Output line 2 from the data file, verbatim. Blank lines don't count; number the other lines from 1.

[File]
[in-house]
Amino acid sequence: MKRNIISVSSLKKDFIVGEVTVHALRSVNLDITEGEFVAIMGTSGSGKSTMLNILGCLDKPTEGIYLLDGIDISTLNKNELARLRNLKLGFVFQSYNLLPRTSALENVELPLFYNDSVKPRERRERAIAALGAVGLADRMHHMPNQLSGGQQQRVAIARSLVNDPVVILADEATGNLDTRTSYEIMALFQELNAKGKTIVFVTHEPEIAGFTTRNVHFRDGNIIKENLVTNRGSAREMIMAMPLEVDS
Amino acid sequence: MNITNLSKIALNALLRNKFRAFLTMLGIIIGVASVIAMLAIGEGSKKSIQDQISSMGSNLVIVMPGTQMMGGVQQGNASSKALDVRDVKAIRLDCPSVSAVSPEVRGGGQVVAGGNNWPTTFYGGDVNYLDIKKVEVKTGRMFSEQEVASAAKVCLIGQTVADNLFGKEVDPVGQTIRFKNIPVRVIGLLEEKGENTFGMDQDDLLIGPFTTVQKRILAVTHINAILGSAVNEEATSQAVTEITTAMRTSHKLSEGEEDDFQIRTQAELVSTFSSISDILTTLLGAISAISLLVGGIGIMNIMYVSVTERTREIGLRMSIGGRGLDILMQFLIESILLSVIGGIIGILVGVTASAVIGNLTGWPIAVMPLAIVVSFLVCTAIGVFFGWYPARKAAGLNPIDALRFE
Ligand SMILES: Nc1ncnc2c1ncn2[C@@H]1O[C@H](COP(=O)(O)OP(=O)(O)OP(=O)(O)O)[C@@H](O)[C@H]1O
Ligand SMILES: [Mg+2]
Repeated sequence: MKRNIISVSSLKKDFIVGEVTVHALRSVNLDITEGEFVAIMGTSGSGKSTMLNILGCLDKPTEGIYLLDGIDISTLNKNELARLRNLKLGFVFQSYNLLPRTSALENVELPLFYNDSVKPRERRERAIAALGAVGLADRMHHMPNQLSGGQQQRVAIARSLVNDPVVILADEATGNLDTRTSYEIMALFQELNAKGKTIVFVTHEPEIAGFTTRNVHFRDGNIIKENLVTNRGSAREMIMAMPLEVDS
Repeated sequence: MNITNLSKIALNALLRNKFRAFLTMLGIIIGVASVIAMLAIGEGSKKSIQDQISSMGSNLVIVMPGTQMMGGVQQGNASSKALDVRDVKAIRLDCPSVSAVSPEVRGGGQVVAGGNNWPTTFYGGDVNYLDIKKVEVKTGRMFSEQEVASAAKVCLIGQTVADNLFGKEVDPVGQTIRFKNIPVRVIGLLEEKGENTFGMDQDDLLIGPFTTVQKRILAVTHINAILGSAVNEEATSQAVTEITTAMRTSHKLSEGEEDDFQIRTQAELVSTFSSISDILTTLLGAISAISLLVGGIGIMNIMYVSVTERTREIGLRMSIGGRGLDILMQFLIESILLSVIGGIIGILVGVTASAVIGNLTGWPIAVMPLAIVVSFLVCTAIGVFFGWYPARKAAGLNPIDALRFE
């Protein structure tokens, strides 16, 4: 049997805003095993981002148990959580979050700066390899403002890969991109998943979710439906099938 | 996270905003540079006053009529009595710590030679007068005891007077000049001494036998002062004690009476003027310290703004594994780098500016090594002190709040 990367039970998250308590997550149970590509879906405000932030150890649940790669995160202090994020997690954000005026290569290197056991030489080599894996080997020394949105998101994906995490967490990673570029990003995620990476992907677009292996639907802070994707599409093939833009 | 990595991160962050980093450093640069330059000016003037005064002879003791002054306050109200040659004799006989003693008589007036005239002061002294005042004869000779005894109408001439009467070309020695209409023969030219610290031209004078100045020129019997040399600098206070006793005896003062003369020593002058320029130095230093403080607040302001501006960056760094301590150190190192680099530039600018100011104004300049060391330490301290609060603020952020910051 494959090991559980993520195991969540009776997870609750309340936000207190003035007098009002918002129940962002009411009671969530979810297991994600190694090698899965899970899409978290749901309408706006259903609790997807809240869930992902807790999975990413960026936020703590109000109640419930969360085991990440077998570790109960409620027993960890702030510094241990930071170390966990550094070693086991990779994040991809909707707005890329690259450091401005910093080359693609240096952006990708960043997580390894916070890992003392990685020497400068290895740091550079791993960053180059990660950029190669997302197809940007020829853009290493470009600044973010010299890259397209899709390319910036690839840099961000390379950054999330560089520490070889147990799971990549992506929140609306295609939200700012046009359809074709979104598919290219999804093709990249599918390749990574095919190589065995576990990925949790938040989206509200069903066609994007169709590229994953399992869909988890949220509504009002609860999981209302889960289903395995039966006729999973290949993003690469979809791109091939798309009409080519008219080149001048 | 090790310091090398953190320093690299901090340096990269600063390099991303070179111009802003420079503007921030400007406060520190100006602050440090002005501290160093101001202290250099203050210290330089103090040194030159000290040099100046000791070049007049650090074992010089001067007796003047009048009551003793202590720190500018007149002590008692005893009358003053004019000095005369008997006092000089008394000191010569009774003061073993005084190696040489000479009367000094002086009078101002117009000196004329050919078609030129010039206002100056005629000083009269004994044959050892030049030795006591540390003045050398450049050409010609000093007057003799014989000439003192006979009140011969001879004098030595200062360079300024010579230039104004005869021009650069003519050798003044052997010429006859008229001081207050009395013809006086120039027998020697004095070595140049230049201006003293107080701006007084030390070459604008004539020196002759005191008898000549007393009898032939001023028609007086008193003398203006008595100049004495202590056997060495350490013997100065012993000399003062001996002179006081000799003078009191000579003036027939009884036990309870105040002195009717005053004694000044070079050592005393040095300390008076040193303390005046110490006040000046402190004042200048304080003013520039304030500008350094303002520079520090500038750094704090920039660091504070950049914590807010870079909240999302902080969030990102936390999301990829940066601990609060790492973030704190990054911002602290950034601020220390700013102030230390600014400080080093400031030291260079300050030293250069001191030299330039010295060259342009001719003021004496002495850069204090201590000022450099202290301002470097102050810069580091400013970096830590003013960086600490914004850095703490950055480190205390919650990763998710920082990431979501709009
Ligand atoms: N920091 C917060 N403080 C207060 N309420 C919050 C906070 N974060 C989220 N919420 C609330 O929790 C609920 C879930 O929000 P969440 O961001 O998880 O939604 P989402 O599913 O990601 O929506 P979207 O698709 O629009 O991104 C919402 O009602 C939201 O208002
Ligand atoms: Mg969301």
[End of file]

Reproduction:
Amino acid sequence: MKRNIISVSSLKKDFIVGEVTVHALRSVNLDITEGEFVAIMGTSGSGKSTMLNILGCLDKPTEGIYLLDGIDISTLNKNELARLRNLKLGFVFQSYNLLPRTSALENVELPLFYNDSVKPRERRERAIAALGAVGLADRMHHMPNQLSGGQQQRVAIARSLVNDPVVILADEATGNLDTRTSYEIMALFQELNAKGKTIVFVTHEPEIAGFTTRNVHFRDGNIIKENLVTNRGSAREMIMAMPLEVDS